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Pleasant Valley is what a school should be

April 24, 2005|by Karen Reilly

There is a saying that someone who performs a kindness to your child is a friend forever. I have had the good fortune to have experienced this first-hand. In a few weeks, my 10-year-old son will leave his elementary school, Pleasant Valley Elementary School (PVES), and move on to middle school. This is an important transition in any child's life, but this year it seems especially so, since four of the 12 classroom teachers at PVES are retiring at the end of this school year.

We moved to Washington County almost six years ago from Fairfax County, Va. The decision to relocate was, in many ways, an easy one - we left behind the incredible congestion, noise and busy-ness of life for beautiful, rural Washington County. The only concern I had at the time was public schooling: Fairfax County schools have a national reputation for excellence. My neighbors-to-be assured me that our local elementary school was truly special. I decided to take a chance and have never regretted my choice.

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Pleasant Valley Elementary School is special - small enough that the staff learned all the children's names within days of the new school year beginning. More importantly, the teachers and staff come to truly know our children inside and out. Our teachers have decades of experience not only in teaching, but specifically in teaching our children. They have adapted over the years to changing curriculum, changing administrations, mandates and declining resources. Consistently, our teachers have worked with our children as individuals, helping to elicit from that child his or her own personal best.

As resources have been pulled to go elsewhere in the county, our teachers have generously worked that much harder, because they insisted on doing their best. They said they couldn't ask children to try their best if they didn't. I have heard story after story from other parents about our teachers intervening on behalf of a child and turning that child's life around. Even in the face of personal health crises and tragic losses, our teachers supported each other and, as a result, were always there for our children.

Our community has fully supported our school. Parent volunteers donate thousands of hours each year working in the classrooms to supplement the lack of instructional assistants. Parent volunteers work additional time outside the classrooms as PTA members, and in the school office and cafeteria as well. When we felt our children lacked hands-on enrichment, parents developed an after-school program where children have fun while also learning. Our PTA and our local Ruritan Club helped to fund this program for our children.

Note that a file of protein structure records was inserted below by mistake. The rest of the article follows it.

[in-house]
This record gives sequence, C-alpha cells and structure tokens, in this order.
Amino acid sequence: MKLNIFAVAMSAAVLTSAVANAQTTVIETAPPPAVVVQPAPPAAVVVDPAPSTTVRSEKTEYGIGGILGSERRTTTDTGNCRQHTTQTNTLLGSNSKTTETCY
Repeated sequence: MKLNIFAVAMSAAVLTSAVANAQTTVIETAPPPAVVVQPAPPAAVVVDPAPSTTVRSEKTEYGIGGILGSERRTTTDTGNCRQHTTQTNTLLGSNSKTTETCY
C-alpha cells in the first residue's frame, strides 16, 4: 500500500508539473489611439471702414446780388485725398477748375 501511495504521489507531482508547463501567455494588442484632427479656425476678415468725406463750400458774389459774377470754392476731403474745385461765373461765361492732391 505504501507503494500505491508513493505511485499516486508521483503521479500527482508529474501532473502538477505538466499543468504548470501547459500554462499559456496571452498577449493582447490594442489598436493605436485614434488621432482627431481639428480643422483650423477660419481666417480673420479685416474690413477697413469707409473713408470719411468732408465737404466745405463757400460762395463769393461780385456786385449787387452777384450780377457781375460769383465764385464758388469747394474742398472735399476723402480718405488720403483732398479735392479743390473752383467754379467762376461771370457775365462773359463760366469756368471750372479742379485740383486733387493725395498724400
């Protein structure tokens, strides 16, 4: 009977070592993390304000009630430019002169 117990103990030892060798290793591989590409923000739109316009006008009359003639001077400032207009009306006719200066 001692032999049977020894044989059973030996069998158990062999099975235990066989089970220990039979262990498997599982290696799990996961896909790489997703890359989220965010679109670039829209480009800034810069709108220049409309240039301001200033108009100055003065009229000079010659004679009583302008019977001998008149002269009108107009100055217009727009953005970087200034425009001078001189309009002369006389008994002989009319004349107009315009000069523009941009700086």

Now, PVES doesn't have a lot of what other elementary schools in the county have. We don't have instrumental music, foreign language instruction, chorus, etc. Being small, we've had to adjust, as our media, enrichment, counseling and resource teachers were all cut to part-time. Our computer lab is woefully out of date and is slated to disappear to accommodate full-time kindergarten. And while I, like most parents, would like to have all those things for our children, I wouldn't give up what my son has had at PVES - a nurturing learning environment where he has been valued for who he is and been well established as a life-long learner.

I know change is inevitable. With a third of our classroom teachers retiring, PVES faces significant changes. I hope, however, that the core values of small elementary schools, of caring professionals who see our children as the precious individuals they are doesn't get lost in the process. I know that most elected officials think larger schools are more cost-effective. I wish our federal, state and local education officials would come to PVES to learn how to ensure each child receives the education they deserve. It isn't about testing, or even about curriculum. It is about small classes, community support and caring, professional teachers and staff.

My neighbors were right, and I was lucky enough to listen to them all those years ago. Pleasant Valley Elementary is a special school and has remained so in the face of enormous change and upheaval. I am eternally grateful to all the teachers, staff and volunteers who have served at PVES. All the millions of kindnesses they each have paid my son and all the children there make them very special people and forever in my heart. Their contributions have made PVES what it is today and what I hope it will continue to be - a very special place to learn.

Karen Reilly is a resident of Knoxville.

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